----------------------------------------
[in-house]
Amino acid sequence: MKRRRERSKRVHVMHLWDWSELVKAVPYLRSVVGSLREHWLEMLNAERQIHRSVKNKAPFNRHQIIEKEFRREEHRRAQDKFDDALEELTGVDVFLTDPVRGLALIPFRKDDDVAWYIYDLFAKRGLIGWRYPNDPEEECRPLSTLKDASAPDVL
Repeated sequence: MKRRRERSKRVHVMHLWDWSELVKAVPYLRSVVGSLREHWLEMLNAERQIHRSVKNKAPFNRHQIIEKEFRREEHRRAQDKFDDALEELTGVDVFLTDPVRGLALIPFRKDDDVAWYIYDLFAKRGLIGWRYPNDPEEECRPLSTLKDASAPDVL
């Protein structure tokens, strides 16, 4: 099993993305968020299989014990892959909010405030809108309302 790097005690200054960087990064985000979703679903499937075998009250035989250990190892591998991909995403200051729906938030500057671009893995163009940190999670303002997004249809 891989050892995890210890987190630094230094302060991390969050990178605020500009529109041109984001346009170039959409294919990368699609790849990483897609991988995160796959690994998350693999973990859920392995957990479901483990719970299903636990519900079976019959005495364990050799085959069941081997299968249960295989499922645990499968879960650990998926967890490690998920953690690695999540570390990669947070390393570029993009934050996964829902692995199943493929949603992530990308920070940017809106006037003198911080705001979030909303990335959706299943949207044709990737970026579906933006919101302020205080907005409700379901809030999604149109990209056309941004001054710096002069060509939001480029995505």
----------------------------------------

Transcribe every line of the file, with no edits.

[in-house]
Amino acid sequence: MKRRRERSKRVHVMHLWDWSELVKAVPYLRSVVGSLREHWLEMLNAERQIHRSVKNKAPFNRHQIIEKEFRREEHRRAQDKFDDALEELTGVDVFLTDPVRGLALIPFRKDDDVAWYIYDLFAKRGLIGWRYPNDPEEECRPLSTLKDASAPDVL
Repeated sequence: MKRRRERSKRVHVMHLWDWSELVKAVPYLRSVVGSLREHWLEMLNAERQIHRSVKNKAPFNRHQIIEKEFRREEHRRAQDKFDDALEELTGVDVFLTDPVRGLALIPFRKDDDVAWYIYDLFAKRGLIGWRYPNDPEEECRPLSTLKDASAPDVL
């Protein structure tokens, strides 16, 4: 099993993305968020299989014990892959909010405030809108309302 790097005690200054960087990064985000979703679903499937075998009250035989250990190892591998991909995403200051729906938030500057671009893995163009940190999670303002997004249809 891989050892995890210890987190630094230094302060991390969050990178605020500009529109041109984001346009170039959409294919990368699609790849990483897609991988995160796959690994998350693999973990859920392995957990479901483990719970299903636990519900079976019959005495364990050799085959069941081997299968249960295989499922645990499968879960650990998926967890490690998920953690690695999540570390990669947070390393570029993009934050996964829902692995199943493929949603992530990308920070940017809106006037003198911080705001979030909303990335959706299943949207044709990737970026579906933006919101302020205080907005409700379901809030999604149109990209056309941004001054710096002069060509939001480029995505």